Has Kobe Bryant cost the Lakers Dwight Howard, Carmelo Anthony, Paul George and others?

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Kobe Bryant knows he’s a superstar.

He has won five championships. He ranks fifth on the NBA’s all-time scoring list. He trains at a level not even Michael Jordan matched.

The Lakers traded a quality center for him before he ever played beyond high school. They jettisoned Shaquille O’Neal for him. They gave him a huge contract extension without him even having to negotiate for it.

Based on his own talent and the Lakers’ enabling, Kobe has every reason to believe he’s above everyone else.

[ RELATED: Kobe says ESPN voters who ranked him No. 40 in NBA players are ‘idiots’ ]

That’s why he can call out the Lakers’ front office. That’s why he can make the “selfish” demand the Lakers contend the next two seasons, even if their roster is more conducive to rebuilding. That’s why he can call ESPN voters who ranked him No. 40 in the NBA “idiots.”

But that sense of entitlement has become increasingly damaging as Kobe’s production has fallen in recent years. It’s one thing for Kobe to act spoiled when he has Shaq or Gasol helping him win rings.

I don’t know if Kobe could ever do it alone, but now he’ll have to if the Lakers have a chance of winning another title.

Because he keeps alienating everybody.

Henry Abbott of ESPN has written a fantastically detailed article on the ways Kobe serves as a detriment to the Lakers. It includes several stories of players shunning the Lakers, in part, due to Kobe’s presence.

Dwight Howard is one of the most famous examples. Sure, Kobe participated in Howard’s meeting with the Lakers during free agency, but it didn’t exactly go well. Abbott:

Kupchak, Howard’s closest ally on the team, prepped the Lakers’ pitch. One big point: Listen carefully. Another: Dress appropriately. “Our approach,” a Lakers source explained at the time, “is that we are interviewing for the job. We want to show that this is a place his dreams can come true.”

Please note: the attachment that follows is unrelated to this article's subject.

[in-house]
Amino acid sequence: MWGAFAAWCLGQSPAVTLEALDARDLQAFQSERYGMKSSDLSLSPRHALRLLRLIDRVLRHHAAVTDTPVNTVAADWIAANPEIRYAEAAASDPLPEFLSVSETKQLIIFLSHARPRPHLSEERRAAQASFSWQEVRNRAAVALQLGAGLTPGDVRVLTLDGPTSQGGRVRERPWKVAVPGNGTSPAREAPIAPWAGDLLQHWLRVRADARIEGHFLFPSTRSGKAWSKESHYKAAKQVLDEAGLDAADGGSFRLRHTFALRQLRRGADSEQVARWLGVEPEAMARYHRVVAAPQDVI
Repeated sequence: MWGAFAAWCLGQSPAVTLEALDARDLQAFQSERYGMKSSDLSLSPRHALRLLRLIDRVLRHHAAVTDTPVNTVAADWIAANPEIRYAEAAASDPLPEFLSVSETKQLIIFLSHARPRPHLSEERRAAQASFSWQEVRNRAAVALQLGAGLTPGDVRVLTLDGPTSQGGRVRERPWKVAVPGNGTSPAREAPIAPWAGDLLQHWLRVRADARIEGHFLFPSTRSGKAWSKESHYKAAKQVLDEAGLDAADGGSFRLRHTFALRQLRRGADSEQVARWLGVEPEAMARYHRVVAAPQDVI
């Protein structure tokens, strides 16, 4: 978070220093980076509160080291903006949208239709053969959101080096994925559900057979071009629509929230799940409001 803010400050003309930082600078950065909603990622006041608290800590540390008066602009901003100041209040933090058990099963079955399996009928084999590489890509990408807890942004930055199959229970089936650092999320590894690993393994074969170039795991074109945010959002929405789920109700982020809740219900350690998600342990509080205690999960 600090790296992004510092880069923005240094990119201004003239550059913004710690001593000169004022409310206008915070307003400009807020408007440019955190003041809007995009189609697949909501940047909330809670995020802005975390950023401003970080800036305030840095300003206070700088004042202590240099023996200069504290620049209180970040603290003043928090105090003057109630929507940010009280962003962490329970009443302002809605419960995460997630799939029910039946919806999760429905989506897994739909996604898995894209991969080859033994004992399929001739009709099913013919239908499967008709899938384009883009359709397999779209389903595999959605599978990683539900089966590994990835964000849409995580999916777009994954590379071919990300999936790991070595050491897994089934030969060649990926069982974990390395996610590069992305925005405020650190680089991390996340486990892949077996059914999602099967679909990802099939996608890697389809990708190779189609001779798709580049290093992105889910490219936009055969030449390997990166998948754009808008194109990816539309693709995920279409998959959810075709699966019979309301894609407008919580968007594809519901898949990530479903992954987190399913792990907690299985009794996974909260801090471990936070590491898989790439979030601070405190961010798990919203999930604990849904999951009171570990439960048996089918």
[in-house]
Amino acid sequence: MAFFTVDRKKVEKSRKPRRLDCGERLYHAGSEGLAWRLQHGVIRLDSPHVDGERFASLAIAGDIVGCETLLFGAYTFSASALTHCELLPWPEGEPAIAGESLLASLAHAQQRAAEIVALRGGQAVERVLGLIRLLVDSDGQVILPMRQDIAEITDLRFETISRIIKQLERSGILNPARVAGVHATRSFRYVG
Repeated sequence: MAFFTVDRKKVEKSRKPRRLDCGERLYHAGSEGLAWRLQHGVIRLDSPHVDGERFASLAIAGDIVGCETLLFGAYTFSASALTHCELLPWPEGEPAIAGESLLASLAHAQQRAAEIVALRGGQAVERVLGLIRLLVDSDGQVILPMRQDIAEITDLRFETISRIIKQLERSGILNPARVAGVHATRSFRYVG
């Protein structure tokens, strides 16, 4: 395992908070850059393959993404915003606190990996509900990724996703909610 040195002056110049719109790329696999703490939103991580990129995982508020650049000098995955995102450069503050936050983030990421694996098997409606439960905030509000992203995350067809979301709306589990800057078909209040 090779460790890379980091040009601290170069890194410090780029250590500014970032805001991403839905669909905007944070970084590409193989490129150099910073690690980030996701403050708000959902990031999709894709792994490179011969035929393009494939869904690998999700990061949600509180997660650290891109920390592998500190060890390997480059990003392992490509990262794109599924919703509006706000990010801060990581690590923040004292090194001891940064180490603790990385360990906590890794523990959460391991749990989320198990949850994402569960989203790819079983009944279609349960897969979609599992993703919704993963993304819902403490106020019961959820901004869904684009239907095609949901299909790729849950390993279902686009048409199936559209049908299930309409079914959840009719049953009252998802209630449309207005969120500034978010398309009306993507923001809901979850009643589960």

As the Lakers’ contingent settled into the conference room’s ergonomic chairs, it was clear that two-time MVP point guard Steve Nash, in a nice crisp shirt, listening attentively, was running Kupchak’s game plan. But Bryant showed up, according to a person in the room, in “hoops shorts, a T-shirt and a gold chain.” He had also packed an attitude.

When Howard asked why his teammates let the injured center take all the flak when the Lakers’ season went south, Nash said he didn’t know that Howard had felt that way and that had he known, he would have acted differently. Bryant, on the other hand, offered a crash course in developing thick skin and a mini lecture on learning how to win. Sources told ESPN Insider Chris Broussard that Bryant’s lecture was “a complete turnoff” for Howard.

Apparently, Kobe didn’t learn much from that. Even when he flew back to Los Angeles this summer for Carmelo Anthony’s free-agent meeting, Kobe wasn’t prepared. Abbott:

And the particular way that recruitment was botched — Bryant made news by flying home from Europe, but somehow wires got crossed and he missed the meeting anyway — reminded Lakers insiders of the manner in which he nearly alienated Steve Nash in 2012. In the days before LA acquired Nash, sources say, the point guard wanted to hear from Bryant that the Lakers’ star was amenable to having Nash control the ball much of the time — a key tenet of the D’Antoni offense from the Suns days. When Lakers brass asked Bryant to call Nash, Bryant failed to do so, saying he preferred that Nash call him. The pettiness took days to resolve and nearly scuttled the deal.